What is the difference between EAP-TLS and AES 256 encryption? Can they be used together? Or are they separate protocols?


What is the difference between EAP-TLS and AES 256 encryption?

They are not just different protocols, they are entirely different concepts.

AES - the Advanced Encryption Standard - is a block cipher algorithm. In AES-256 the 256 denotes the key size (different key sizes also trigger slightly different of AES). AES can be used for the transport encryption used within TLS; i.e. it can be the cipher that actually encrypts the payload. AES is a subset of Rijndael standardized by NIST.

EAP describes a framework for authentication. The authentication mechanisms provided by EAP-TLS can be used within the handshake of TLS to authenticate the client and/or server. Usually it is used to perform both client and server authentication though (compared to web browsers that usually only perform server authentication).

So we aren't comparing apples and oranges here, we're comparing apples and asparagus.

Can they be used together? Or are they separate protocols?

The handshake phase and the actual encryption/decryption phase of TLS are not directly coupled. So yes, if this combination has been implemented by the client and server, you should be able to use both.

However, the EAP-TLS specification only requires the TLS_RSA_WITH_AES_128_CBC_SHA ciphersuite to be available for the use of AES. And that's a SHOULD, not a MUST, so you need to check this as well at the client and the server (although this cipher suite is generally supported). If a ciphersuite with AES_256 is supported it is not a standardized solution.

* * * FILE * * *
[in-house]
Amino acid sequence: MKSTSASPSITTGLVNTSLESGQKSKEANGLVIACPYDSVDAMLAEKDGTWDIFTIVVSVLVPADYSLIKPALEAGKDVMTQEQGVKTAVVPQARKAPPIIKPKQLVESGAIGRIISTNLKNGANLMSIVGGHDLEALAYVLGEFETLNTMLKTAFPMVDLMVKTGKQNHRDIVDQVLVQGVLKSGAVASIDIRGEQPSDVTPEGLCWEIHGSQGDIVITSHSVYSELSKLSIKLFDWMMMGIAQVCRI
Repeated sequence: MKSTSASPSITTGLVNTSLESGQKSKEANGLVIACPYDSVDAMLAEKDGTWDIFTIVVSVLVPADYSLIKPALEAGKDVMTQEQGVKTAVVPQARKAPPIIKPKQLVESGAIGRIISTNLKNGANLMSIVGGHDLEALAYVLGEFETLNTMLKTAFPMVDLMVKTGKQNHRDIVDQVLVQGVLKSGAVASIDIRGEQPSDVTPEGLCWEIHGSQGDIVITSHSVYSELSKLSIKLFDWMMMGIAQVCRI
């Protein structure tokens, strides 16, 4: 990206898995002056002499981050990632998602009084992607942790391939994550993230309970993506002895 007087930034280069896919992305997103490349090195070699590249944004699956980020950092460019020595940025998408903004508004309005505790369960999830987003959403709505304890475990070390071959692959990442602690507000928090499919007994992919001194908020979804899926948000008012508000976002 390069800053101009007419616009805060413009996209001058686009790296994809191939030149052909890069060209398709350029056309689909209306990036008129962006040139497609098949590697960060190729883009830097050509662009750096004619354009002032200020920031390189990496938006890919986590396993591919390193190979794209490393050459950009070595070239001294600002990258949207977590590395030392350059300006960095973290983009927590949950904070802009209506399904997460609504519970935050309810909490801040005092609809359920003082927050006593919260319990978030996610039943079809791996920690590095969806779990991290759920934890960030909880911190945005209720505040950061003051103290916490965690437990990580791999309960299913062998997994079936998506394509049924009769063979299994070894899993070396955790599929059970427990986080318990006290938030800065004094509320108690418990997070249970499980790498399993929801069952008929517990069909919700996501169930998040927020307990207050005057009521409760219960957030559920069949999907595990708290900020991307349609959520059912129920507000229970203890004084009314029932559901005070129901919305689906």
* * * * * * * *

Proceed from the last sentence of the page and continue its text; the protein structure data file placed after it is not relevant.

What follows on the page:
AES-128 is considered very secure; AES-256 may not make that much a difference with regards to security of the entire system. Note that I don't see an option for forward secrecy (DHE or ECDHE cipher suites) or TLS 1.2 either. That should probably worry you more.


What is the difference between EAP-TLS and AES 256 encryption?

Direct answer No: EAP-TLS protocol is different from AES.

First you need to understand the Extensible Authentication Protocol (EAP) which is an an extension to Point-to-Point protocol (PPP) spoken between the EAP peer and server and used for authentication (it supports multiple authentication methods); whereas EAP-TLS is secure EAP standard.

The Advanced Encryption Standard (AES) is rather a cryptographic protocol availabe in the TLS ciphersuite and thus used by the EAP-TLS protocol (among other cryptographic standards) as in the case of FreeRadius where the EAP session key is encrypted by using Advanced Encryption Standard (AES).

Note that Triple DES was often set by default in old OpenSSL versions is less efficient than AES which is rather the desirable choice (I mention OpenSSL because it is used by FreeRadius with which you may are working with now).

Can they be used together?

Of course. Not only you can but it is advised to use AES-256 (256-bit AES Encryption for SSL and TLS: Maximal Security). Even in previous OpenSSL versions, AES-256 is available in the ciphersuite (I mention you OpenSSL because, as I said, FreeRadius which you may are using relies on OpenSSL and, the second reason, OpenSSL is just an implementation of SSL/TLS standards related to EAP-TLS you asked about).

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